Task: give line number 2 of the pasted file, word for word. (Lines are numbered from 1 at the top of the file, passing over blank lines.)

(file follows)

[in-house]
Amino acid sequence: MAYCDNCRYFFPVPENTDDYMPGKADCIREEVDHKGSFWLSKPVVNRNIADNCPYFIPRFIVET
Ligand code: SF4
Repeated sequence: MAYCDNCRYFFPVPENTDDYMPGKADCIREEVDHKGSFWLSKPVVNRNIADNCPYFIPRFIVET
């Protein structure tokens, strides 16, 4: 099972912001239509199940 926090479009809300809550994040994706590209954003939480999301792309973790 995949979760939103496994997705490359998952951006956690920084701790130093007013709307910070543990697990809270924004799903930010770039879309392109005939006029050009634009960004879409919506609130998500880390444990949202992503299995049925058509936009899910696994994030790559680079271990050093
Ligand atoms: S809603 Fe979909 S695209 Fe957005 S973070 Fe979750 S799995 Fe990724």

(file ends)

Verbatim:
Amino acid sequence: MAYCDNCRYFFPVPENTDDYMPGKADCIREEVDHKGSFWLSKPVVNRNIADNCPYFIPRFIVET